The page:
Recording Industry Innovating Like It's 1999
from the deja-vu dept
Two developments this week suggest that the recording industry is finally taking baby steps in the direction of a genuinely competitive online music market, but the progress continues to be painfully slow. First, Apple is cutting prices on DRM-free music in an apparent bid to stay competitive with Amazon's launch of a DRM-free music store last month. This is a particularly interesting development because just last year, the talk was about whether Apple would increase prices on iTunes songs. But now it's looking like further price cuts are more likely to be in the cards. Even Amazon's 89 cent price point is still a lot more expensive than eMusic, which charges around 33 cents per song. Meanwhile, Napster has unveiled a new web-based version of its music store that appears to allow people to listen to their music in their web browsers, including non-Windows PCs. The new Napster will also make it easier for you to embed your favorite music YouTube-style on other websites. Those are great new features, but it appears that the service will still require people to use Microsoft's comically-named (and increasingly irrelevant) PlaysForSure platform if they want to listen to their music on a mobile device, which is quite a handicap in an iPod-dominated market.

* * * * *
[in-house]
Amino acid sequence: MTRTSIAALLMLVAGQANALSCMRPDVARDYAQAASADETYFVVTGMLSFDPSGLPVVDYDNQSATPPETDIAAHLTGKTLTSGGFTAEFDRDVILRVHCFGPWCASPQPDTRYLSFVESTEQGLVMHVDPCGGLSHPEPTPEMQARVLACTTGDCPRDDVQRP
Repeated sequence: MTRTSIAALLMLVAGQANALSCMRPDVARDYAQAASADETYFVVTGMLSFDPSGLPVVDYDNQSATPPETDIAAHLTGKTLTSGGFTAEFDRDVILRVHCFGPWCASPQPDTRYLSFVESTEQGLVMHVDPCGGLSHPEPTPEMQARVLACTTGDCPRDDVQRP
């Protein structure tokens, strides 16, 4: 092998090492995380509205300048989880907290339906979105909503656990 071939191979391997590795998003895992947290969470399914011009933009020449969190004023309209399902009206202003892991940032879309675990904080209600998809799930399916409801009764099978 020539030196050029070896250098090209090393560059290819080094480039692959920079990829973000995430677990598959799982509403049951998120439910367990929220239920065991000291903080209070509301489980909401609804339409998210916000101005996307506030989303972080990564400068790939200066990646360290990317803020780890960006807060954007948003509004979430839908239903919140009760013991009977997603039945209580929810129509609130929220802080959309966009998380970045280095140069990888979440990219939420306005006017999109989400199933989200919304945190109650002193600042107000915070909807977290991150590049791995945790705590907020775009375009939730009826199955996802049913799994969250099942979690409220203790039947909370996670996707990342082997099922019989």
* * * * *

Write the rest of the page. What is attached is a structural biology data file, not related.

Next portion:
It's becoming increasingly clear that the recording industry shot itself in the foot when it sued MP3.com into bankruptcy in 2000. Many of the "new" features sites like Amazon and Napster are touting today—web-based access, DRM-free files—are just warmed-over versions of the functionality consumers could get from MP3.com almost a decade ago. Imagine how much more vibrant the online music market would be today if the labels had treated sites like MP3.com as a potential revenue source rather than a competitive threat.